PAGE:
Sol Lipman’s Journey

Sol Lipman is now AOL's Senior Director of Mobile. Brian Solis photo.

The outline for Sol Lipman’s talk at Thursday night’s TechRaising meetup would read like a standard-issue business-inspirational presentation: Your startup is a journey; it isn’t about the money; don’t be afraid to fail; My Five Rules for Startups. But this was not a standard-issue presentation.

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Santa Cruz’s Crush on Tech

Is there any chance Jon Kvitky doesn't want more high tech biz in Santa Cruz?

Welcome to Silicon Beach. Or at least that’s what we should be calling Santa Cruz, according to a recent survey by the online polling and policy outfit Civinomics. The six-question poll, taken at the Chamber of Commerce Business Fair at Cocoanut Grove on March 14 by a Civinomics team (which included the author, a Civinomics co-founder), found that the industry in which Santa Cruz businesspeople have the most confidence is technology. In fact, 40 percent of those surveyed stated that if they could invest $10,000 in any local industry, technology would be their first choice, followed closely by tourism at 35 percent. Retail and agriculture finished substantially behind, with 18 percent and 16 percent respectively (some respondents picked two industries). Forever 21 might want to take notice of these results.

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How 3-D Printing Works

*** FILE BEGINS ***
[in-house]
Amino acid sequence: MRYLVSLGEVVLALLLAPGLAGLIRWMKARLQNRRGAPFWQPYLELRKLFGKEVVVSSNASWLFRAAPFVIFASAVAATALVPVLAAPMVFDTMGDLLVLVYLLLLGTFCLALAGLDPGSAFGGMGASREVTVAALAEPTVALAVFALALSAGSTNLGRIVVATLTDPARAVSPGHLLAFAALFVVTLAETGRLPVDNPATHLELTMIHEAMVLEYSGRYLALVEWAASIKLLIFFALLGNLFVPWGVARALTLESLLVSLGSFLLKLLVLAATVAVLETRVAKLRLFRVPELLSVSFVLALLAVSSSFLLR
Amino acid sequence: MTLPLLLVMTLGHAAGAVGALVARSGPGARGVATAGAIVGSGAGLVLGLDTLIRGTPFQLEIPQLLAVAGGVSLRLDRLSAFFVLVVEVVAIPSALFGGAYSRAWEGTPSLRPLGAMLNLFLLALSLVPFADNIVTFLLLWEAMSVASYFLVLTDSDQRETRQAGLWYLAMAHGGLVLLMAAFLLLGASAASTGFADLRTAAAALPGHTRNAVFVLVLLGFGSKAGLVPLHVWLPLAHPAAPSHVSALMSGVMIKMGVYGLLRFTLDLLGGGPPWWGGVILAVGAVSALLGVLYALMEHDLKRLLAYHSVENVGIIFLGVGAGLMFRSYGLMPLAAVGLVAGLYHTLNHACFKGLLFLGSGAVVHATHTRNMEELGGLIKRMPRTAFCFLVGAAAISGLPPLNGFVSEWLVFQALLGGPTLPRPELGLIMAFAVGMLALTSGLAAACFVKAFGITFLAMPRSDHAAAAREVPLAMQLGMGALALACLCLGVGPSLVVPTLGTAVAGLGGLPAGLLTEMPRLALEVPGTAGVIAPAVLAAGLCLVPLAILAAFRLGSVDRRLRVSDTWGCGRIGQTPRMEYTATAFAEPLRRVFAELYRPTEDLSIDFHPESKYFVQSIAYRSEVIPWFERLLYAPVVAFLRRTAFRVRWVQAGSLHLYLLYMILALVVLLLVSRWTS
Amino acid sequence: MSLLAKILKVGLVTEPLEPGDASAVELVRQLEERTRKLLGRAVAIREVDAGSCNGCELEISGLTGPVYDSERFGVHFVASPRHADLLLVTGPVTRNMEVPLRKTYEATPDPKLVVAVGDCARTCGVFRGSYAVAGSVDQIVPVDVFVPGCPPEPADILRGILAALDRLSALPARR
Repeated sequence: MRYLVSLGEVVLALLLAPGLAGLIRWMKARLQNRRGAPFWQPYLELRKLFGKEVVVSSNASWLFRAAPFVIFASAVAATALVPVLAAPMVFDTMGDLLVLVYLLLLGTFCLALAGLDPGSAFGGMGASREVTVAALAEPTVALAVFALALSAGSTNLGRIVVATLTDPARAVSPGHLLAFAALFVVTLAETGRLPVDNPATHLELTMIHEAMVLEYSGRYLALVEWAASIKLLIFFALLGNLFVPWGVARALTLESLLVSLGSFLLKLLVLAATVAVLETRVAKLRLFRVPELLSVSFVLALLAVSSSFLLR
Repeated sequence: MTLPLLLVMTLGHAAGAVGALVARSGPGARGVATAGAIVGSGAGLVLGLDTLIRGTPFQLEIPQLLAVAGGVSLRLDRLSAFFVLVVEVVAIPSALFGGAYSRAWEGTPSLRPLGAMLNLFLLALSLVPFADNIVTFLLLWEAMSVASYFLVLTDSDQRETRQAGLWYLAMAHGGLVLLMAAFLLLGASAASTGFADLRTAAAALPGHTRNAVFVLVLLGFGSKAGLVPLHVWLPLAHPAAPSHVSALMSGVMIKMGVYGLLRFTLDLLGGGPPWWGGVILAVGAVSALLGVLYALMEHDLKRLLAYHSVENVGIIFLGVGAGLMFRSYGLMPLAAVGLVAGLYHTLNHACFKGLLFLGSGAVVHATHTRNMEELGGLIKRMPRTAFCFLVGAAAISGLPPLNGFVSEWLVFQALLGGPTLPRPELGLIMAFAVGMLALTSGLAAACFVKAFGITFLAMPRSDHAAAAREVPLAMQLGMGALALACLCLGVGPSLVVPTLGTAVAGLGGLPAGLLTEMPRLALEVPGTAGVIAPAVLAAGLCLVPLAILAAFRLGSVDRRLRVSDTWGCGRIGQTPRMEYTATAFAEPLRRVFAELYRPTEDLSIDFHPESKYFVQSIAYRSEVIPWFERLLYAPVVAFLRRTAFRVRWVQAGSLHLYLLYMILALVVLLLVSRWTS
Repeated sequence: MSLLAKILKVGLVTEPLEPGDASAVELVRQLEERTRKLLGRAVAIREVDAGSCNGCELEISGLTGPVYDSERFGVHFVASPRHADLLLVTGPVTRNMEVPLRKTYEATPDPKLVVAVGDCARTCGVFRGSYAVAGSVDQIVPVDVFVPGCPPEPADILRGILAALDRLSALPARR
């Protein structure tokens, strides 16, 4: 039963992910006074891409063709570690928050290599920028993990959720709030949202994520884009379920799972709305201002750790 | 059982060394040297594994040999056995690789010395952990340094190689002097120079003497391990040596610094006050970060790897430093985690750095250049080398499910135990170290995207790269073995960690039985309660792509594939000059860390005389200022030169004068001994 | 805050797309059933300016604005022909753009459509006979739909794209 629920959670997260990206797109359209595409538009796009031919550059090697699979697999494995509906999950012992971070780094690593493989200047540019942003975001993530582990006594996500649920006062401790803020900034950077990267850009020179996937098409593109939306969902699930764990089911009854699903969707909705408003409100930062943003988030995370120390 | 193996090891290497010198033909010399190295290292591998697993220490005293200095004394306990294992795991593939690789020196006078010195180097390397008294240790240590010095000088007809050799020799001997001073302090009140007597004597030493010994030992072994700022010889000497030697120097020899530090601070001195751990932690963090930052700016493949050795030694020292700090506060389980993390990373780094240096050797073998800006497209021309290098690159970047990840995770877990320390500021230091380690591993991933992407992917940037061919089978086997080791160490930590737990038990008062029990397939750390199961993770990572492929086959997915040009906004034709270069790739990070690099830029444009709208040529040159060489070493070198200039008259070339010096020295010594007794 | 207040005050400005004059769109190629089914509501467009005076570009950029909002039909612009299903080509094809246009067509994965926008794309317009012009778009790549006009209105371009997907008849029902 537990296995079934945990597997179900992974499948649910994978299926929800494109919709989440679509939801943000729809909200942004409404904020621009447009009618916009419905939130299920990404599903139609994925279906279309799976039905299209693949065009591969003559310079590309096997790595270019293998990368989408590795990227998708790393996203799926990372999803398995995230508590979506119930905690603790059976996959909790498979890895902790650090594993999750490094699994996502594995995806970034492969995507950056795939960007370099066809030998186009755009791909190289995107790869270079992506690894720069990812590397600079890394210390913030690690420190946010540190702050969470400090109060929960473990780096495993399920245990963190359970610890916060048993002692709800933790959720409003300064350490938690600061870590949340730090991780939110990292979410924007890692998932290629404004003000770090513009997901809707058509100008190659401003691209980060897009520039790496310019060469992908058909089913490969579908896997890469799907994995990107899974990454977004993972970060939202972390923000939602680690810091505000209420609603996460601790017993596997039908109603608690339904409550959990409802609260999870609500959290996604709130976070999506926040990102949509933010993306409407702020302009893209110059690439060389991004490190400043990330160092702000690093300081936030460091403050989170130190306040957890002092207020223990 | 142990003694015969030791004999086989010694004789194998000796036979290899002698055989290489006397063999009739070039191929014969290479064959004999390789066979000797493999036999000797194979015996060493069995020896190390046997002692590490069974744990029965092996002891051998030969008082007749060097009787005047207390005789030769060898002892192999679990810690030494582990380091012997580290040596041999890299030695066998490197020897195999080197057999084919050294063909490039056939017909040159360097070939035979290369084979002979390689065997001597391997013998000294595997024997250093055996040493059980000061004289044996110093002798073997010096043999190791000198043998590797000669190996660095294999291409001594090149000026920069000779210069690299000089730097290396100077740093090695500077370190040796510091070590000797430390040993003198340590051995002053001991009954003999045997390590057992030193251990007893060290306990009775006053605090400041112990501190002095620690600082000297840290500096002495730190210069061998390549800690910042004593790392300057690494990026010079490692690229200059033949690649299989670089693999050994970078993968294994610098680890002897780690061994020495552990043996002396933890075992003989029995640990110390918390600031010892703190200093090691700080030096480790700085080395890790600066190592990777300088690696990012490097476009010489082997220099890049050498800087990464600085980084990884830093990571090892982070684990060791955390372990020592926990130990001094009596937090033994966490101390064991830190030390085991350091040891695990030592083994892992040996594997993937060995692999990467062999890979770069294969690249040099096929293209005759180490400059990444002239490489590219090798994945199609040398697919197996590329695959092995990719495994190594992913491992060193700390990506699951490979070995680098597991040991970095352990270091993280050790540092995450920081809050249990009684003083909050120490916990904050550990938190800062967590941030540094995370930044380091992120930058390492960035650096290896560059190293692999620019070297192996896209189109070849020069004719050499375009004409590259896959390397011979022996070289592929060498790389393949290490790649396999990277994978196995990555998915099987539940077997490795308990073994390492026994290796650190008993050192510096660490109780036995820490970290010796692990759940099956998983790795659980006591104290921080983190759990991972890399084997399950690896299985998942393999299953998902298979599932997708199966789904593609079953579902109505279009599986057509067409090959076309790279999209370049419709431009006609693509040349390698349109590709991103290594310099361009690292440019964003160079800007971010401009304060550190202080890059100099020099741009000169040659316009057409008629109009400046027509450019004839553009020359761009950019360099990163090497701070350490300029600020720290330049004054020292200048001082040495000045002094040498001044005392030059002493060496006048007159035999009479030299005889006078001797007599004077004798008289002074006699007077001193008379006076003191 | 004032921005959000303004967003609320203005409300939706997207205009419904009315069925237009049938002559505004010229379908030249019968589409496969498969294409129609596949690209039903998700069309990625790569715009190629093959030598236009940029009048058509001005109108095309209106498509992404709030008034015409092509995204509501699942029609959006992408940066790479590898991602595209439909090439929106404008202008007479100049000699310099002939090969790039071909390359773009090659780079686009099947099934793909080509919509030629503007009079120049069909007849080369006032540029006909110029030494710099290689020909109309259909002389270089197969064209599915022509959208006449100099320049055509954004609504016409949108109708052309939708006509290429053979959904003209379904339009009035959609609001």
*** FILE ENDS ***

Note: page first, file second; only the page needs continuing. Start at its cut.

The PP3DP plastic extrusion printer at MakersFactory gets the job done. Photo by Chip Scheuer.

When describing the actual 3D printing process, a good analogy to use is that of an inkjet printer, which takes information and prints it onto paper, in two dimensions, line by line, from the top down. In a similar fashion, 3D printers take information and print it, in three dimensions, layer by layer, from the bottom up.

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Why 3-D Printing Matters

Chris Yonge and Dave Britton of MakersFactory in Santa Cruz. Photo by Chip Scheuer.

On Star Trek: The Next Generation, crew members use a machine known as the replicator to make replacement parts for the ship, prepare food and fix Captain Picard’s usual: “Tea. Earl Grey. Hot.” Creating something out of nothing, the replicator is, sadly, pure science fiction. But using a newly emerging technology, we can design a wrench, a toy, a bike or a flying monkey, and with a click of the mouse, create it. This replicator is a printer, but what it makes is not a two-dimensional image of the design; not a paper model that folds into a 3-D one. This printer creates, quite literally, the object. Three-dimensional printing is here.

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